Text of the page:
In the Casa Colorada archaeological complex within the premises of Chichén Itzá in Mexico, a sculpture of an anthropomorphic face with a snake headdress was found.
On Thursday, November 9th, during the morning conference of President Andres Manuel Lopez Obrador, the director of Mexico’s National Institute of Anthropology and History (INAH), Diego Prieto Hernández, reported on the discovery of said sculpture, made last Tuesday.
Dated to the Late Classic period, the rare sculpted artifact was discovered during excavations by the Archaeological Areas Improvement Program (Promeza), in “Temple 6 of Maudslay,” which is part of the Casa Colorada complex of Chichén Itzá.
The statue is 33 cm (13 in) tall and 28 cm (11 in) wide. It appears to depict a warrior wearing a feathered dress and a helmet shaped like a serpent with its jaws open, and scholars suspect it may have once been part of a larger sculpture built about 1,000 years ago.
The feathered serpent was one of the most important gods in Mesoamerica. The Aztecs called him Quetzalcoatl, and the ancient Maya called him Kukulkan. The K’iche’ group of Maya named him Gukumatz.
The National Institute of Anthropology and History (INAH), Diego Prieto Hernández, described the head as a “very interesting find.” “It was customary to represent warriors with a headdress, with a kind of helmet,” he said. “In this case it is a snake figure from which the face of this character emerges, and a feathered headdress, so it is probably alluding to Kukulcán, the feathered serpent of the Maya.”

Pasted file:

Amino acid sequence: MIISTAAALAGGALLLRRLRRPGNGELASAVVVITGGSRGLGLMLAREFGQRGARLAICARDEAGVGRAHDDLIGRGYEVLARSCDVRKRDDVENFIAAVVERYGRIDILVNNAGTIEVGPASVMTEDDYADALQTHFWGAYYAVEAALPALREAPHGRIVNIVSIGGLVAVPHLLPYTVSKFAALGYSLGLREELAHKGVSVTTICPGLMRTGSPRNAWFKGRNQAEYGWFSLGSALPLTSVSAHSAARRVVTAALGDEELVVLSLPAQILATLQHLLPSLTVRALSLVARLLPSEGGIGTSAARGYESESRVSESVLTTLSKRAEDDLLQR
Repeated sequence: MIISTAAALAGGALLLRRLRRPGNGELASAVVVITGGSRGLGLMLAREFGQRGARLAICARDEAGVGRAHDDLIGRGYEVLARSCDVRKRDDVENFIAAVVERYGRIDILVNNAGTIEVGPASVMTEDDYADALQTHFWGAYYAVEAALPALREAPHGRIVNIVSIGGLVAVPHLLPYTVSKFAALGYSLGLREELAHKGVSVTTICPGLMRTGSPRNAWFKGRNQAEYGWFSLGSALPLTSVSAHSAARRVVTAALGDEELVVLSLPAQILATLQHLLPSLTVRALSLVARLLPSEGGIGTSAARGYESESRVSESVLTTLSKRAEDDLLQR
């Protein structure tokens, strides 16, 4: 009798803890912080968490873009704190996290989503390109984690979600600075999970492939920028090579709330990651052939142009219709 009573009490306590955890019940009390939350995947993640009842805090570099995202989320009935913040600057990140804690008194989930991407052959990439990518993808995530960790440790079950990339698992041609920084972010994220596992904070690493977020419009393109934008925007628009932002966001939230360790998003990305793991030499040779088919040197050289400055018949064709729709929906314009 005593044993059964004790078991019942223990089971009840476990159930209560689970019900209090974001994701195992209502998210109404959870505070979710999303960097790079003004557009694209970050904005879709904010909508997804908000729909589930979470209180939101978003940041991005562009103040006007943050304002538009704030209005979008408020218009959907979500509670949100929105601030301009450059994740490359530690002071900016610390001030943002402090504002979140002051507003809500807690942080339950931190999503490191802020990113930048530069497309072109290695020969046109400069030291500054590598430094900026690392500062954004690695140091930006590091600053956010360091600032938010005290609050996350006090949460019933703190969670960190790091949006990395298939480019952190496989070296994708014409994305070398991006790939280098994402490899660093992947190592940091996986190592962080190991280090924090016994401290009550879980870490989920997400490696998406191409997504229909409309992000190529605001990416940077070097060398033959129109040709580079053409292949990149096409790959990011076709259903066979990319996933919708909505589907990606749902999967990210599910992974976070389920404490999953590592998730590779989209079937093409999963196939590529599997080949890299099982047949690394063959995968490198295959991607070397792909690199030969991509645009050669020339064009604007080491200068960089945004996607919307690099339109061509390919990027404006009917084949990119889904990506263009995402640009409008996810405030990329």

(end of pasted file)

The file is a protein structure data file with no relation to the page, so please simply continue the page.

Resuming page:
The pre-Columbian civilization was one of the most important Mayan centers of the Yucatán peninsula, flourishing between the ninth and thirteenth centuries AD. Chichén Itzá is thought to have housed tens of thousands of people at its peak.
Serpent warriors were people who dressed like serpents and participated in religious rituals in Maya culture. As go-betweens for the worlds of the supernatural and the earth, these warriors were essential to fertility and rain-related ceremonies. The elaborate headdresses, among other costumes, showcased the artistry of the Maya people and their deep spiritual and natural connections.
The excavations are part of an archaeological rescue project carried out in its conclusive phase in the works of the Mayan Train.
The warrior’s sculpture, unearthed at the Casa Colorada complex in Chichén Itzá, was discovered during this archaeological survey accompanying the railway line construction.
“As of Nov. 9, Prieto Hernández said that archaeological salvage work on the seven sections of the Maya Train had recovered 57,146 building structures, 1,925 movable artifacts, 660 human burials and 2,252 natural features associated with human settlements.